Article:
His interest in portraiture was influenced by 12 years living in Florence. By 2011 he began transitioning out of a corporate career in media into photography. He creates images that reflect a fascination with classical composition, a delight in the technical possibilities afforded by modern equipment and techniques, and a sensitivity for human emotion.
In this interview, he provides tips for mastering headshot and portrait photography—from how to direct clients to get the best shot, to creating the best set up, and capturing shots with personality and depth.
Can you tell us a bit about the profile of your clients and the kind of work that you do?
I primarily shoot people in the performing arts, which means mostly actors but also dancers and musicians, people whose appearance is fundamental to what they do as a business. I also work with corporate clients and entrepreneurs.
What’s the difference between a headshot and a portrait?
Usage. All headshots are portraits. Not all portraits are headshots, unless you use them as headshots. First, you have to know what the purpose of the final photograph is and who it is that you are shooting. What do they do for a living? What do they need it for? What do they want to convey? Listen for your client’s needs, not necessarily what they say, but what they need.
“All headshots are portraits. Not all portraits are headshots, unless you use them as headshots. First, you have to know what the purpose of the final photograph is and who it is that you are shooting.”
If you ask five different photographers the difference, you’ll get six different answers. It’s common for photographers to say ‘oh, that’s a portrait, not a headshot’ and they will talk about what the photo looks like.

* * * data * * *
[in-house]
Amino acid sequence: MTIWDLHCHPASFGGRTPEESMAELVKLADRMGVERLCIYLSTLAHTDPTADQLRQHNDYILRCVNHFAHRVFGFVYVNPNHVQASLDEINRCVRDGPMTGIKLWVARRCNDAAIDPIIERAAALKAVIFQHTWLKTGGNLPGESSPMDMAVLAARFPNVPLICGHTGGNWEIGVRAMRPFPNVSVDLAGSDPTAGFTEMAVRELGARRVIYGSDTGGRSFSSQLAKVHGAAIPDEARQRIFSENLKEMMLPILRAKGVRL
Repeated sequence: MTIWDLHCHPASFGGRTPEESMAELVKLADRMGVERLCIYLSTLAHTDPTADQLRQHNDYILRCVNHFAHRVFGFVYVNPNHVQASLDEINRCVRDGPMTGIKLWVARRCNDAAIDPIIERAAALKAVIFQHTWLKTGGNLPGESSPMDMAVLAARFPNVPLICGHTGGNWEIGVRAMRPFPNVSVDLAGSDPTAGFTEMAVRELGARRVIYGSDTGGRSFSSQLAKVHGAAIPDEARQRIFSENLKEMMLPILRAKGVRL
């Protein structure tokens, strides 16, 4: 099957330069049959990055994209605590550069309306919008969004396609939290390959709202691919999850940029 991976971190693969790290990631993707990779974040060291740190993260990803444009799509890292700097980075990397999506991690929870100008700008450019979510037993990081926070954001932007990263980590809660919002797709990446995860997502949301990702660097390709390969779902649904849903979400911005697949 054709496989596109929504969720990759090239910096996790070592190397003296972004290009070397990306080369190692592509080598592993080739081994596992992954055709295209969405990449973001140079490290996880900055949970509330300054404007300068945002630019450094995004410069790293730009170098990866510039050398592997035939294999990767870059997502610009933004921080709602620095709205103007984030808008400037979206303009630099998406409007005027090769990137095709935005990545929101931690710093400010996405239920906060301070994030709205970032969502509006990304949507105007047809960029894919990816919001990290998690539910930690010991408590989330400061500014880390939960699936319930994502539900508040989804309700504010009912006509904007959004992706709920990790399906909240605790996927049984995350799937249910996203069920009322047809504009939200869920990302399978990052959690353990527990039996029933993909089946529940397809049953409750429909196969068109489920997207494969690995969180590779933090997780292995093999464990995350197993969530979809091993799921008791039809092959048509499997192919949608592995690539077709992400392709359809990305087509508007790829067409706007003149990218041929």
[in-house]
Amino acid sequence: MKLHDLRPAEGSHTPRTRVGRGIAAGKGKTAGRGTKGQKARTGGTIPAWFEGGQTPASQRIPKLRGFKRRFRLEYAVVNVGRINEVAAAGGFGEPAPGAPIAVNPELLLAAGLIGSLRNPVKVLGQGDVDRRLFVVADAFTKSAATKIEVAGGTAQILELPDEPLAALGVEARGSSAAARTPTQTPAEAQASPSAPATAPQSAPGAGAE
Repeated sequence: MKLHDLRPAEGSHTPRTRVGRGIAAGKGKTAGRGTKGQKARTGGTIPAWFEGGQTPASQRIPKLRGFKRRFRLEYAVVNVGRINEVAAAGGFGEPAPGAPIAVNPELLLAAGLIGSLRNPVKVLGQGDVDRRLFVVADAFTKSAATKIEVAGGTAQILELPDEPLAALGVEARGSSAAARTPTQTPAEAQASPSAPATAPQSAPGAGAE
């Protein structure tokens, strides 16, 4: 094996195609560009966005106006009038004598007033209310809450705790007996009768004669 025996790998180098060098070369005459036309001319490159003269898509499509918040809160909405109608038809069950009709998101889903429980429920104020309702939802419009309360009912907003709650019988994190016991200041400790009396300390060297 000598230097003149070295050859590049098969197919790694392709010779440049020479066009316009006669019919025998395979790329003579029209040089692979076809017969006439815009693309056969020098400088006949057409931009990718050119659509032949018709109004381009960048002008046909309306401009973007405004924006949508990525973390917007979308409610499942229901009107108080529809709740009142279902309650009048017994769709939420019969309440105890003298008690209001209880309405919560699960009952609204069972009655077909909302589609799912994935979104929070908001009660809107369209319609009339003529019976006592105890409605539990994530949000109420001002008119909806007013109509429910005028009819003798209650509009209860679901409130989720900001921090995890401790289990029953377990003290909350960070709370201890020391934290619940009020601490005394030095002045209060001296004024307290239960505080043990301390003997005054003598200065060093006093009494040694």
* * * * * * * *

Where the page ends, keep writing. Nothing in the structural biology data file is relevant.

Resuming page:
A headshot is also something that someone uses to promote themselves. They used to only be for people in the performing arts, but nowadays everyone needs one to promote themselves on their website, LinkedIn or their CVs.
You said to “listen to what your client needs, but don’t listen to what they say”, what do you mean by that?
As a photographer, you have to listen to the words they choose and take everything with a pinch of salt. What’s important about how I work is that my camera is tethered to the computer so the client can see what is happening as it is happening and we can decide to move forward or abandon. You have to meet your clients halfway. It’s my job to give them what they want but also to guide them. It’s not uncommon for someone to come in with a very defined idea of what they want and then end up choosing something completely different. They know what they want, but sometimes they don’t really say what they want.
“What’s important about how I work is that my camera is tethered to the computer so the client can see what is happening as it is happening and we can decide to move forward or abandon. You have to meet your clients halfway. It’s my job to give them what they want but also to guide them.”
So how do you prepare for a shoot?
When someone books a session with me I do research, I google them and get a sense of who they are and what they are doing. But I do this with a light touch because they may be coming to me to change their image or maybe I’ve just found the wrong John Smith online. When they get to the studio, we talk about who they are and what they are doing. I try to get a sense of their expectations from how they found me, for example, if they liked my stuff on Instagram that will suggest they know what they are coming in for. Ideally, if your marketing is on point the people who book you are going to have bought into your style and your way of working from your social media and other marketing.
How do you shoot a headshot?
Proximity is hugely important and that should be the main driver of focal length i.e. choice of lens. If you stand a long way from your subject your viewer will feel far away, even if you zoom in. If somebody is standing a long way away they’re a bit more aloof and that can be great in a lot of contexts, for example, if you want to present someone as a hero or someone to aspire to. If you want to create a more intimate accessible feeling you need to get a bit closer to the person, which means using a shorter focal length. A good rule of thumb is to keep normal conversational distance, the distance you would stand from a shopkeeper.
“If somebody is standing a long way away they’re a bit more aloof and that can be great in a lot of contexts, for example, if you want to present someone as a hero or someone to aspire to. If you want to create a more intimate accessible feeling you need to get a bit closer to the person, which means using a shorter focal length.”
What kinds of technical challenges does this create?